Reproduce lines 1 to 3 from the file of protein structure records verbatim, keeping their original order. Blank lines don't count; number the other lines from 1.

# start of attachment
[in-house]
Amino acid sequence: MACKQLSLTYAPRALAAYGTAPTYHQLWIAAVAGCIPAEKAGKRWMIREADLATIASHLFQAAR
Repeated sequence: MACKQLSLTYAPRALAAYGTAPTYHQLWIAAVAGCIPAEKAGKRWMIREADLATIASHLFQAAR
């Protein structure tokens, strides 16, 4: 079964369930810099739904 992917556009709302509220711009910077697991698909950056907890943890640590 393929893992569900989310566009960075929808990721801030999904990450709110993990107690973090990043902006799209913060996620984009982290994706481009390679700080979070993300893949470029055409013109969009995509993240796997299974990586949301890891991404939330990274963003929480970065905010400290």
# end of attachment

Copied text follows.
[in-house]
Amino acid sequence: MACKQLSLTYAPRALAAYGTAPTYHQLWIAAVAGCIPAEKAGKRWMIREADLATIASHLFQAAR
Repeated sequence: MACKQLSLTYAPRALAAYGTAPTYHQLWIAAVAGCIPAEKAGKRWMIREADLATIASHLFQAAR